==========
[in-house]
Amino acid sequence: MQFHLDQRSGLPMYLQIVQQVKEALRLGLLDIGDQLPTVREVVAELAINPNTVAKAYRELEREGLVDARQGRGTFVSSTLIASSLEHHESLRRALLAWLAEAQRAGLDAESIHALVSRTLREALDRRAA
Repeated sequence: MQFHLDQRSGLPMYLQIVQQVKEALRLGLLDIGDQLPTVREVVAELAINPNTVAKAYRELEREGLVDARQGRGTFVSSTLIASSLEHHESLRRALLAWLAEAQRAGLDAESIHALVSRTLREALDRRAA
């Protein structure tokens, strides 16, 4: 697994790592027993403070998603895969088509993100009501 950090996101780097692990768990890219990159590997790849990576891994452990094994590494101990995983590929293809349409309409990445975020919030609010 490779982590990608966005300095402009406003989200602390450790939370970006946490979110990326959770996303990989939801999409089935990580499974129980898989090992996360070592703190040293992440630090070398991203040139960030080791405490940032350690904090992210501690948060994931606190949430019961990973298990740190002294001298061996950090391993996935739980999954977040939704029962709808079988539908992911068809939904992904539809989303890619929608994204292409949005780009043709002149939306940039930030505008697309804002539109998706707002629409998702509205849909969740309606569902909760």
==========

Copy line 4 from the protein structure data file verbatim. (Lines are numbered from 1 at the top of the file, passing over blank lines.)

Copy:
């Protein structure tokens, strides 16, 4: 697994790592027993403070998603895969088509993100009501 950090996101780097692990768990890219990159590997790849990576891994452990094994590494101990995983590929293809349409309409990445975020919030609010 490779982590990608966005300095402009406003989200602390450790939370970006946490979110990326959770996303990989939801999409089935990580499974129980898989090992996360070592703190040293992440630090070398991203040139960030080791405490940032350690904090992210501690948060994931606190949430019961990973298990740190002294001298061996950090391993996935739980999954977040939704029962709808079988539908992911068809939904992904539809989303890619929608994204292409949005780009043709002149939306940039930030505008697309804002539109998706707002629409998702509205849909969740309606569902909760």